Altair and Geotab team up to develop LTE-enabled automotive telematics devices

Altair and Geotab team up to develop LTE-enabled automotive telematics devices

Altair’s IoT Chipset to Provide Low Power, Cost-Optimized LTE Connectivity for Vehicle Tracking over the AT&T Network.

Altair Semiconductor today announced that it is teaming up with Geotab to power the next generation of GPS vehicle tracking devices operating on AT&T’s 4G LTE network.

Designed to meet the needs of telematics applications, Altair’s CAT-1 chipset, will usher in the new era of Geotab’s LTE-connected products. Customers can look forward to the advanced connectivity and longevity provided by LTE-enabled telematics.

Neil Cawse, CEO for Geotab, said:

“Low data rate LTE technology is perfectly suited for our telematics applications. Altair’s chipset addresses the low power consumption requirement while providing a highly cost effective yet future proof solution for our telematics products that are designed to last 7-10 years, or in some cases the entire vehicle lifecycle.”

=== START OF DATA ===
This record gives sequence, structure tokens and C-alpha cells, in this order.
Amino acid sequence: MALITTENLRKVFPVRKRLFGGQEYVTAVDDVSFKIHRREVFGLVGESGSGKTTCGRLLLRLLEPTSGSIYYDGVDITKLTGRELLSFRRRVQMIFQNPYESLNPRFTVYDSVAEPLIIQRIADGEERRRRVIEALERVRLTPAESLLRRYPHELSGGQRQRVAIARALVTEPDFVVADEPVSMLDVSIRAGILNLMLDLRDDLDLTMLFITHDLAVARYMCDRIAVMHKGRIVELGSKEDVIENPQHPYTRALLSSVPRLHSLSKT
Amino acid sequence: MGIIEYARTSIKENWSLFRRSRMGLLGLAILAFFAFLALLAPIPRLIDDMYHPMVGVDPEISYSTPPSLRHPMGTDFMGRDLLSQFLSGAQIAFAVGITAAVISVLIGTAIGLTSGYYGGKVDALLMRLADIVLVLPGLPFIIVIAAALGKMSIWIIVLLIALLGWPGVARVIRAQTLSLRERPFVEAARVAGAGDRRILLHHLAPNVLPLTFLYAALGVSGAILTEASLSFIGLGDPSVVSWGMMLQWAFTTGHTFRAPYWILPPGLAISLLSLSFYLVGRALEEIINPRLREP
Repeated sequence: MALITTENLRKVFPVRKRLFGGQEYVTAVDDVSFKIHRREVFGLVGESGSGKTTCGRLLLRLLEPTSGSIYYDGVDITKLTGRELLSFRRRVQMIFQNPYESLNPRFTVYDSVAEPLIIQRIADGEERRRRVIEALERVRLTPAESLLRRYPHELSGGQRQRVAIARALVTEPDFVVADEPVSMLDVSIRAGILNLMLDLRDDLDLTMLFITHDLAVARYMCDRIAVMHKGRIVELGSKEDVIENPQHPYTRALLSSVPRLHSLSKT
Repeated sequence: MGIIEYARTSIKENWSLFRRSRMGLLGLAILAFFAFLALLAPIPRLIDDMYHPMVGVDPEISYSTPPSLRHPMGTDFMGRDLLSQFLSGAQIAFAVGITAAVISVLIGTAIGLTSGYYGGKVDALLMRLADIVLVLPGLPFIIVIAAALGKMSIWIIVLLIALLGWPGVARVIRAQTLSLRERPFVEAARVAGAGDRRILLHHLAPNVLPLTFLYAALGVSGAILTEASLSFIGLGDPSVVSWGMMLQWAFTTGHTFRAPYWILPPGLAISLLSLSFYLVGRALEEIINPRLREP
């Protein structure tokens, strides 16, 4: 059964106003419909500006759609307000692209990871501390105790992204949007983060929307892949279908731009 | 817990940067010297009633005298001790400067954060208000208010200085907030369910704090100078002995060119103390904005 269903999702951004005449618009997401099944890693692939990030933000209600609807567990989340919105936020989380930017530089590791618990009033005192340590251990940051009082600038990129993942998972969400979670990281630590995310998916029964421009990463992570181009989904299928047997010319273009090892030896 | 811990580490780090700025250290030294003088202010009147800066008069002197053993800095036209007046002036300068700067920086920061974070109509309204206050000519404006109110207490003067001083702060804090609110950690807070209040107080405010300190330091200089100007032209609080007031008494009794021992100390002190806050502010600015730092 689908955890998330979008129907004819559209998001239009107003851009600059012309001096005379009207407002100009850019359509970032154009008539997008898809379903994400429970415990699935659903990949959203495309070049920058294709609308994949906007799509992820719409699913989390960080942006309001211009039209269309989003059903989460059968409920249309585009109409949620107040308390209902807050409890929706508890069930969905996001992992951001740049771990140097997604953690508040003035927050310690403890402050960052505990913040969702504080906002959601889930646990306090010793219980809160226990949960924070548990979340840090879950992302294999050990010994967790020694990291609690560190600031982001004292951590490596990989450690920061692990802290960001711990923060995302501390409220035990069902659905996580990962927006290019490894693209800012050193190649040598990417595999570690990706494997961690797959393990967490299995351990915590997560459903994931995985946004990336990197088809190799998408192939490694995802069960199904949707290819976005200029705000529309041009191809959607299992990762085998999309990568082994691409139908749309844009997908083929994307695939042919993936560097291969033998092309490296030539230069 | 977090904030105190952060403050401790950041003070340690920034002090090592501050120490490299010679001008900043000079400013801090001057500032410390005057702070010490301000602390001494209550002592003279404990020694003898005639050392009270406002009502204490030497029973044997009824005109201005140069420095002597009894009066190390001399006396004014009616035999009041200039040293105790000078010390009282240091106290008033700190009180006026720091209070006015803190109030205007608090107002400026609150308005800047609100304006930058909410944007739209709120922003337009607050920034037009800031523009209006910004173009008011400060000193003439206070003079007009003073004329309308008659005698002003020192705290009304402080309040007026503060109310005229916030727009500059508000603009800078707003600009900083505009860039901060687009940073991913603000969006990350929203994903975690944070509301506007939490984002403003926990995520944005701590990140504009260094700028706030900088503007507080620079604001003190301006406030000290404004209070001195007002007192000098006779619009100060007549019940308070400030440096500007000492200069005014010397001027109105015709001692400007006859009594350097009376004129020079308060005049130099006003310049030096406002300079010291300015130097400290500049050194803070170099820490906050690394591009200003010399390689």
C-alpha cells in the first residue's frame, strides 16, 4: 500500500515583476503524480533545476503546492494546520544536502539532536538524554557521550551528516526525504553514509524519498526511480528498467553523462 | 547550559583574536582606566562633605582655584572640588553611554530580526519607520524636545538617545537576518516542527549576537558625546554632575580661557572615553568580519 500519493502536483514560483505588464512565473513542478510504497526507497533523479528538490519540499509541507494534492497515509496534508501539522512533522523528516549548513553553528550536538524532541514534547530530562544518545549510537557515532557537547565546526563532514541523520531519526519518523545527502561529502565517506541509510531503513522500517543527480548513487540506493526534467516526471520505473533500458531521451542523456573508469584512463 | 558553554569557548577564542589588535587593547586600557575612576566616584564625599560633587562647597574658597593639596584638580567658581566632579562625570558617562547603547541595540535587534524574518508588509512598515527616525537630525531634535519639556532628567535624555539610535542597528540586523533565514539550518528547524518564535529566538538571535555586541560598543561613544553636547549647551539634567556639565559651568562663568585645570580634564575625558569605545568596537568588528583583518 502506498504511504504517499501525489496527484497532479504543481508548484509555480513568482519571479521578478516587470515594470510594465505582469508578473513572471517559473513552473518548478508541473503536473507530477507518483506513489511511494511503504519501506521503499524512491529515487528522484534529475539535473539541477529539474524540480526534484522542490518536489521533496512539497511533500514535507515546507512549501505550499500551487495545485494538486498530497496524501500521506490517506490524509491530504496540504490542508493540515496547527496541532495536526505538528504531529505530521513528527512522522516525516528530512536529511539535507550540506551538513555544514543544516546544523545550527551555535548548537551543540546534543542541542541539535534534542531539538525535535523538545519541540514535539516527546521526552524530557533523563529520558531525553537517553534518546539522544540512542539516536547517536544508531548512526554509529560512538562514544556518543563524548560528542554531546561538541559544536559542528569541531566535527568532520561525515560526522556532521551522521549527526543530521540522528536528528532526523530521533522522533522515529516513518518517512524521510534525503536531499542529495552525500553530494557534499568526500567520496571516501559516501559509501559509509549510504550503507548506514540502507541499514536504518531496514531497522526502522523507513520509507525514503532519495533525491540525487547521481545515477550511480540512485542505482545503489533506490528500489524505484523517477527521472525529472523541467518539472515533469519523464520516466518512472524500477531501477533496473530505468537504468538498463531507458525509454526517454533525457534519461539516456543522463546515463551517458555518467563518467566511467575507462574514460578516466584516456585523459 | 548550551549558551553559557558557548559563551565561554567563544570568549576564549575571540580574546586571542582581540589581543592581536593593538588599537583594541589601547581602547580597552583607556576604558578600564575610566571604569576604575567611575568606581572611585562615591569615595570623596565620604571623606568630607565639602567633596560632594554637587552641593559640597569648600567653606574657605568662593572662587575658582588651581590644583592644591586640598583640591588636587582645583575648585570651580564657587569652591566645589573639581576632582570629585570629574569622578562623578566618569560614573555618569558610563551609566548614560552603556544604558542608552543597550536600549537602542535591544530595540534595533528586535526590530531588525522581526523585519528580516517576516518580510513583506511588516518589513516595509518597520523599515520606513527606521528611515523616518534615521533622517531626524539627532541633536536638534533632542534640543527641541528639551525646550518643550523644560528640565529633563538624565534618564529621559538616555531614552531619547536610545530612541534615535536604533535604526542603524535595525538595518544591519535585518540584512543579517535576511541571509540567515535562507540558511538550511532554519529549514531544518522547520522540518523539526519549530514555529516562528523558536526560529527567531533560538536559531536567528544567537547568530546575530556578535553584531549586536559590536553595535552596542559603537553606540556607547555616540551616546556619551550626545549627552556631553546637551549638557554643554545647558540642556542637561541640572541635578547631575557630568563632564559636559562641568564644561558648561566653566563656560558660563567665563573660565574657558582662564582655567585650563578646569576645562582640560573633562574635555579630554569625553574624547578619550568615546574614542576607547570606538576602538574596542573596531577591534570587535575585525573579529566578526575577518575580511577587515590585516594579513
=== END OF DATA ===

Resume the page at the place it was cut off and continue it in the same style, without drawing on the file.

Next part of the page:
“We are excited to collaborate with both Altair and AT&T to provide our customers with efficient LTE-capable telematics solutions.”

Geotab’s end-to-end telematics solutions provide fast GPS acquisition time and highly accurate engine diagnostics. Key features include high quality recording capabilities, in-vehicle driver coaching, and accident detection and notification.

“Altair’s CAT-1 chipset is ideal for providing low-cost and power-efficient connectivity for a range of IoT applications,” said Cameron Coursey, Vice President of Product Development, AT&T Internet of Things Solutions. “Our collaboration with Altair and Geotab will provide the market with a superior long-term solution for vehicle telematics.”

Designed specifically for IoT and M2M applications, Altair’s chipset employs advanced idle and sleep mode power management. It offers a combination of low cost, reduced power and small size that is unmatched in the market.

“We are pleased to expand our work with AT&T and to have been chosen by Geotab to power its LTE-enabled devices,” said Eran Eshed, Co-Founder and VP of Worldwide Sales and Marketing for Altair Semiconductor. “Geotab joins a fast-growing customer base for Altair’s market leading IoT chipset.”

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GigSky chooses Gemalto to enable seamless connectivity for devices around the world

GigSky chooses Gemalto to enable seamless connectivity for devices around the world

Gemalto will supply GigSky with its On-Demand Connectivity (ODC) services on a GSMA compliant embedded SIM (eSIM) with remote management capabilities.